By 1973 the whole Enduro line by Yamaha was getting long in the tooth, and the competition by Suzuki, Kawasaki and Honda had started to out-do Yamaha with more modern designs, that looked nifty on the showroom floor, but failed to deliver the goods when you took them off road. For those who knew, the Yamaha Enduro still ruled the world of desert races, muddy eastern slogs, and commuting duties on the street. Nothing was as reliable, or quirky as the mighty Enduro. And the 360 was perhaps the quirkiest.

Endowed with a motor that was strong enough to pull street bikes up to eighty miles per hour, the 360 was plagued with some funky designs that you either loved or hated, one being the kick start design that exploded more ankles than land mines in Cambodia.

You had to use an exact starting drill to crank over the 360, or it would kick back, and send your ankle flying into the sharp seam on the exhaust pipe at mach III. This would cause intense pain, shooting stars and loud blasphemous curses to fill the air, as you hopped around waiting for the pain to subside, and circulation to return to your foot.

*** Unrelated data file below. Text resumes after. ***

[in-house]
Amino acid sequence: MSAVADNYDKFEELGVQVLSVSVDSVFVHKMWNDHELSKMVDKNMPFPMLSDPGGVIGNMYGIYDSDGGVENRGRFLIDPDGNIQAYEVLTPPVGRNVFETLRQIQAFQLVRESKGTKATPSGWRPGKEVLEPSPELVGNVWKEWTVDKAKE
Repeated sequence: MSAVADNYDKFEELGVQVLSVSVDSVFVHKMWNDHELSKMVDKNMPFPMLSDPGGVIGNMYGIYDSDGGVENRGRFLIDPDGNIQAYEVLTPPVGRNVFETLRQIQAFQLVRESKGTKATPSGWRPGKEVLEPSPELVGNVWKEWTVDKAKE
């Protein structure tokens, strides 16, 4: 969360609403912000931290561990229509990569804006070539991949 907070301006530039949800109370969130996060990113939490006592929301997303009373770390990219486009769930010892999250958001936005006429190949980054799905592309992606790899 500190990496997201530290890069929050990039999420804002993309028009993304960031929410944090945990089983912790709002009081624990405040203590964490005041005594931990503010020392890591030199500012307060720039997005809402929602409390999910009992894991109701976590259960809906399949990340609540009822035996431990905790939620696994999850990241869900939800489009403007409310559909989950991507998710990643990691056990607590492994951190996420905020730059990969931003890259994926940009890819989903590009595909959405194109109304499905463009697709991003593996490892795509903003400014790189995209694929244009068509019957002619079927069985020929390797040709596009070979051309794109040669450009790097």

Many the times a classmate would want to ride my 360, and I would hand over the keys and say “you can ride it, if you can start it.” Not a whole bunch of my fellow classmates got to ride the 360, as they limped to the nurse's office for an ace bandage. It even blew the Stan Smith right off one guy's foot, and left a giant purple bruise on his in-step. Not for wimps.

The '73 360 also shared the same frame geometry that the original enduro used, right down to the crabbed in forks, and over sprung fish oil filled rear shock absorbers. To try and go fast across rough terrain was a dangerous proposition, and the best way to make any time was to hang your butt over the tail light, and let the forks wiggle around with an occasional tank-slap thrown in to keep your concentration in check. Pretty soon you got use to the bad head-shake, and learned that a big handful of throttle would usually straighten things out. Remember I said usually, as in WFO situations with the bike tank slapping violently, all you could do was hang on and pray.